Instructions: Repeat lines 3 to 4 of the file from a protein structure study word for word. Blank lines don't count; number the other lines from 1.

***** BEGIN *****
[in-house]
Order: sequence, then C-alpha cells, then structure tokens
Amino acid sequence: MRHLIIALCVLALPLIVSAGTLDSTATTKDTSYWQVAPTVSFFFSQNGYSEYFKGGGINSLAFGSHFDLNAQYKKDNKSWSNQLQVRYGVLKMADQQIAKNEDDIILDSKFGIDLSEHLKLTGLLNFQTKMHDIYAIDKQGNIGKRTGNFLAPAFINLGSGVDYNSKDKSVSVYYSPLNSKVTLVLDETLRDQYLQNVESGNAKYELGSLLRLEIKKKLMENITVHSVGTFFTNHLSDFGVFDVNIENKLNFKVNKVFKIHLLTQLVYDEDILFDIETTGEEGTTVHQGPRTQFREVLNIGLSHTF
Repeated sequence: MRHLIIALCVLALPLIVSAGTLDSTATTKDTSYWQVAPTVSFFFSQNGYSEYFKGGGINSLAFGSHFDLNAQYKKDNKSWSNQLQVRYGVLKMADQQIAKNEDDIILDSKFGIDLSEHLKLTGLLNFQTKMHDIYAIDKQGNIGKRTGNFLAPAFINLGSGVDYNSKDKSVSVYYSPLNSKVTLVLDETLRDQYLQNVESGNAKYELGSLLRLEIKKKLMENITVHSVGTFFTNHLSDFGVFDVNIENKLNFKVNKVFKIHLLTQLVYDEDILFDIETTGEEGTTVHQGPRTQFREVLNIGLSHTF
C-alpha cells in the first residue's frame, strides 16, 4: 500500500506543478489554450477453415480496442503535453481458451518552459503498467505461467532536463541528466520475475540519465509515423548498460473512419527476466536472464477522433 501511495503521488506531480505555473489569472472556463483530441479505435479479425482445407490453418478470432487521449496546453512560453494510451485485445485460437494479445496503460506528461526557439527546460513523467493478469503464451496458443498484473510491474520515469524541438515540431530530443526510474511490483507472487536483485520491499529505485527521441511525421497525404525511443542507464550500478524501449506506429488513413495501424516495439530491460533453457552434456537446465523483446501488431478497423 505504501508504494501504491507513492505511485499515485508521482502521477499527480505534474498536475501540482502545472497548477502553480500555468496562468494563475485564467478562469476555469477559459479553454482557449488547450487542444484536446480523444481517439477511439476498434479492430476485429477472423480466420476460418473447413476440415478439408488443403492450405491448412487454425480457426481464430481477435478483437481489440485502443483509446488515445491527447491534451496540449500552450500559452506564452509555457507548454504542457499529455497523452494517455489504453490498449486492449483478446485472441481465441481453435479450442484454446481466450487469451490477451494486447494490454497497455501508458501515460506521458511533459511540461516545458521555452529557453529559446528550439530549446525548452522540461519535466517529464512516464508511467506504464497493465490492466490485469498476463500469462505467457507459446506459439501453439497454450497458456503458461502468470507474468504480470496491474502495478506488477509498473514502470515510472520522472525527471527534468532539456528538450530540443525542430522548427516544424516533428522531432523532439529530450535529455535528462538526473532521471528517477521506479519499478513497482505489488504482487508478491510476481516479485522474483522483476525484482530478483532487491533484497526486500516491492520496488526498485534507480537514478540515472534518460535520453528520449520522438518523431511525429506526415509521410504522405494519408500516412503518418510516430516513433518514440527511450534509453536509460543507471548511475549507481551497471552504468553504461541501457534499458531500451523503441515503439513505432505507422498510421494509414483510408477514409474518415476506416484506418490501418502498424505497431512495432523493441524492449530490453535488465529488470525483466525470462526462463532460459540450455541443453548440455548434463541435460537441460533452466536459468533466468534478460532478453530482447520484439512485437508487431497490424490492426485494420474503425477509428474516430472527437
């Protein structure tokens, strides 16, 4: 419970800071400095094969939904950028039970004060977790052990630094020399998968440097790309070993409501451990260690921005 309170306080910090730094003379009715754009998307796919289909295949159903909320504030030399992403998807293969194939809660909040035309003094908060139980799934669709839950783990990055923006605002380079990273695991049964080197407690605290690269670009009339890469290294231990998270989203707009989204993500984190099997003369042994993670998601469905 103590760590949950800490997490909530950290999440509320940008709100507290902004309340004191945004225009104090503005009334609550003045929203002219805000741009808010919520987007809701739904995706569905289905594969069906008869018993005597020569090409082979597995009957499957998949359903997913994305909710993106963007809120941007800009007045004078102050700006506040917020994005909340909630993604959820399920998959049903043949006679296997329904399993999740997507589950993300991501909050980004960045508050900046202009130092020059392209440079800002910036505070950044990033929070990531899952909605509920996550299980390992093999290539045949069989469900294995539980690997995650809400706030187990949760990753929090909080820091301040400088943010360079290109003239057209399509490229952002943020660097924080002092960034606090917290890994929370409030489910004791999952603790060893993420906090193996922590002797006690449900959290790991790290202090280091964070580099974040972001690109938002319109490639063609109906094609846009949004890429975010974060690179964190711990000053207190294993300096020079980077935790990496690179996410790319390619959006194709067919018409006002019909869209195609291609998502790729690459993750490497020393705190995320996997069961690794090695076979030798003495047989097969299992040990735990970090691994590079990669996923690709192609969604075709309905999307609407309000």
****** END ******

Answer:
Amino acid sequence: MRHLIIALCVLALPLIVSAGTLDSTATTKDTSYWQVAPTVSFFFSQNGYSEYFKGGGINSLAFGSHFDLNAQYKKDNKSWSNQLQVRYGVLKMADQQIAKNEDDIILDSKFGIDLSEHLKLTGLLNFQTKMHDIYAIDKQGNIGKRTGNFLAPAFINLGSGVDYNSKDKSVSVYYSPLNSKVTLVLDETLRDQYLQNVESGNAKYELGSLLRLEIKKKLMENITVHSVGTFFTNHLSDFGVFDVNIENKLNFKVNKVFKIHLLTQLVYDEDILFDIETTGEEGTTVHQGPRTQFREVLNIGLSHTF
Repeated sequence: MRHLIIALCVLALPLIVSAGTLDSTATTKDTSYWQVAPTVSFFFSQNGYSEYFKGGGINSLAFGSHFDLNAQYKKDNKSWSNQLQVRYGVLKMADQQIAKNEDDIILDSKFGIDLSEHLKLTGLLNFQTKMHDIYAIDKQGNIGKRTGNFLAPAFINLGSGVDYNSKDKSVSVYYSPLNSKVTLVLDETLRDQYLQNVESGNAKYELGSLLRLEIKKKLMENITVHSVGTFFTNHLSDFGVFDVNIENKLNFKVNKVFKIHLLTQLVYDEDILFDIETTGEEGTTVHQGPRTQFREVLNIGLSHTF